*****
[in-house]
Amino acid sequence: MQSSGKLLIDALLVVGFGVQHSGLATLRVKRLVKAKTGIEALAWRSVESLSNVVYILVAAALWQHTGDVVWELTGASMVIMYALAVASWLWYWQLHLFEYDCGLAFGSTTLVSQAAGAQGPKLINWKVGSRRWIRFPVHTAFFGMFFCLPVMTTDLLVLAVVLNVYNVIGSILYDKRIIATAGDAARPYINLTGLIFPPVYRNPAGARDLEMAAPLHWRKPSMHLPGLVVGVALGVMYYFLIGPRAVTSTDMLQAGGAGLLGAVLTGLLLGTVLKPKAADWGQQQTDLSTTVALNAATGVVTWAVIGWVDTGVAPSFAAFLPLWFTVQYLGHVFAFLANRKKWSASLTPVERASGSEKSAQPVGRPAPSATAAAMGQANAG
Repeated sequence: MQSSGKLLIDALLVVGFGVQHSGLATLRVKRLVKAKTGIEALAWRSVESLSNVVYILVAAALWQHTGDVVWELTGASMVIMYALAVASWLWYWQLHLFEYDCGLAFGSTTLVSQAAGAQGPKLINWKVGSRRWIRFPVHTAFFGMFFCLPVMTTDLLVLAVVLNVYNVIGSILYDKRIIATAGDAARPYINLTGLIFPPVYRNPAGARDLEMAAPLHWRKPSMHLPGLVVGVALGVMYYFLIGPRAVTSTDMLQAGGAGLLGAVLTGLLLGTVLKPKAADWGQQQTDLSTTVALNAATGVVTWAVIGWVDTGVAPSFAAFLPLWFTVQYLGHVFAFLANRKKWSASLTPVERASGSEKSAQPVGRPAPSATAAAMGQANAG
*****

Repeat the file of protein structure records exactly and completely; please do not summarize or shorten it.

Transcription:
[in-house]
Amino acid sequence: MQSSGKLLIDALLVVGFGVQHSGLATLRVKRLVKAKTGIEALAWRSVESLSNVVYILVAAALWQHTGDVVWELTGASMVIMYALAVASWLWYWQLHLFEYDCGLAFGSTTLVSQAAGAQGPKLINWKVGSRRWIRFPVHTAFFGMFFCLPVMTTDLLVLAVVLNVYNVIGSILYDKRIIATAGDAARPYINLTGLIFPPVYRNPAGARDLEMAAPLHWRKPSMHLPGLVVGVALGVMYYFLIGPRAVTSTDMLQAGGAGLLGAVLTGLLLGTVLKPKAADWGQQQTDLSTTVALNAATGVVTWAVIGWVDTGVAPSFAAFLPLWFTVQYLGHVFAFLANRKKWSASLTPVERASGSEKSAQPVGRPAPSATAAAMGQANAG
Repeated sequence: MQSSGKLLIDALLVVGFGVQHSGLATLRVKRLVKAKTGIEALAWRSVESLSNVVYILVAAALWQHTGDVVWELTGASMVIMYALAVASWLWYWQLHLFEYDCGLAFGSTTLVSQAAGAQGPKLINWKVGSRRWIRFPVHTAFFGMFFCLPVMTTDLLVLAVVLNVYNVIGSILYDKRIIATAGDAARPYINLTGLIFPPVYRNPAGARDLEMAAPLHWRKPSMHLPGLVVGVALGVMYYFLIGPRAVTSTDMLQAGGAGLLGAVLTGLLLGTVLKPKAADWGQQQTDLSTTVALNAATGVVTWAVIGWVDTGVAPSFAAFLPLWFTVQYLGHVFAFLANRKKWSASLTPVERASGSEKSAQPVGRPAPSATAAAMGQANAG